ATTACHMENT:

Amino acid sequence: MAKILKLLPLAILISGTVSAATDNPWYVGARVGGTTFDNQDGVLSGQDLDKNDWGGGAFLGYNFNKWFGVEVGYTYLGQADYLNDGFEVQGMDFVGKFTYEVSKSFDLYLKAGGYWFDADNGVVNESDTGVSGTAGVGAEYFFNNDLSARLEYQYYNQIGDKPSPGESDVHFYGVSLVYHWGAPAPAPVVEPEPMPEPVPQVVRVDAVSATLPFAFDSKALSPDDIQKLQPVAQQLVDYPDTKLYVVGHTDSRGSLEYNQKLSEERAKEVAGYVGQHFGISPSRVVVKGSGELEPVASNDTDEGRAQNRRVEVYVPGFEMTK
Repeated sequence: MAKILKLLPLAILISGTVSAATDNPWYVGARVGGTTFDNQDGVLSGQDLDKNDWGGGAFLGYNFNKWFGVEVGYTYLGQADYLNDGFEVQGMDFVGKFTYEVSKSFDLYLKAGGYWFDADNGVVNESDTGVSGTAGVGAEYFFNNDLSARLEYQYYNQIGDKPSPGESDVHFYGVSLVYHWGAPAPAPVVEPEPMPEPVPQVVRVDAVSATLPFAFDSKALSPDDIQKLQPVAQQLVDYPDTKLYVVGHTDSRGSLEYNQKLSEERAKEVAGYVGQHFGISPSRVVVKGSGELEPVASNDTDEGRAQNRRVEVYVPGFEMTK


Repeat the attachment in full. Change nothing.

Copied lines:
Amino acid sequence: MAKILKLLPLAILISGTVSAATDNPWYVGARVGGTTFDNQDGVLSGQDLDKNDWGGGAFLGYNFNKWFGVEVGYTYLGQADYLNDGFEVQGMDFVGKFTYEVSKSFDLYLKAGGYWFDADNGVVNESDTGVSGTAGVGAEYFFNNDLSARLEYQYYNQIGDKPSPGESDVHFYGVSLVYHWGAPAPAPVVEPEPMPEPVPQVVRVDAVSATLPFAFDSKALSPDDIQKLQPVAQQLVDYPDTKLYVVGHTDSRGSLEYNQKLSEERAKEVAGYVGQHFGISPSRVVVKGSGELEPVASNDTDEGRAQNRRVEVYVPGFEMTK
Repeated sequence: MAKILKLLPLAILISGTVSAATDNPWYVGARVGGTTFDNQDGVLSGQDLDKNDWGGGAFLGYNFNKWFGVEVGYTYLGQADYLNDGFEVQGMDFVGKFTYEVSKSFDLYLKAGGYWFDADNGVVNESDTGVSGTAGVGAEYFFNNDLSARLEYQYYNQIGDKPSPGESDVHFYGVSLVYHWGAPAPAPVVEPEPMPEPVPQVVRVDAVSATLPFAFDSKALSPDDIQKLQPVAQQLVDYPDTKLYVVGHTDSRGSLEYNQKLSEERAKEVAGYVGQHFGISPSRVVVKGSGELEPVASNDTDEGRAQNRRVEVYVPGFEMTK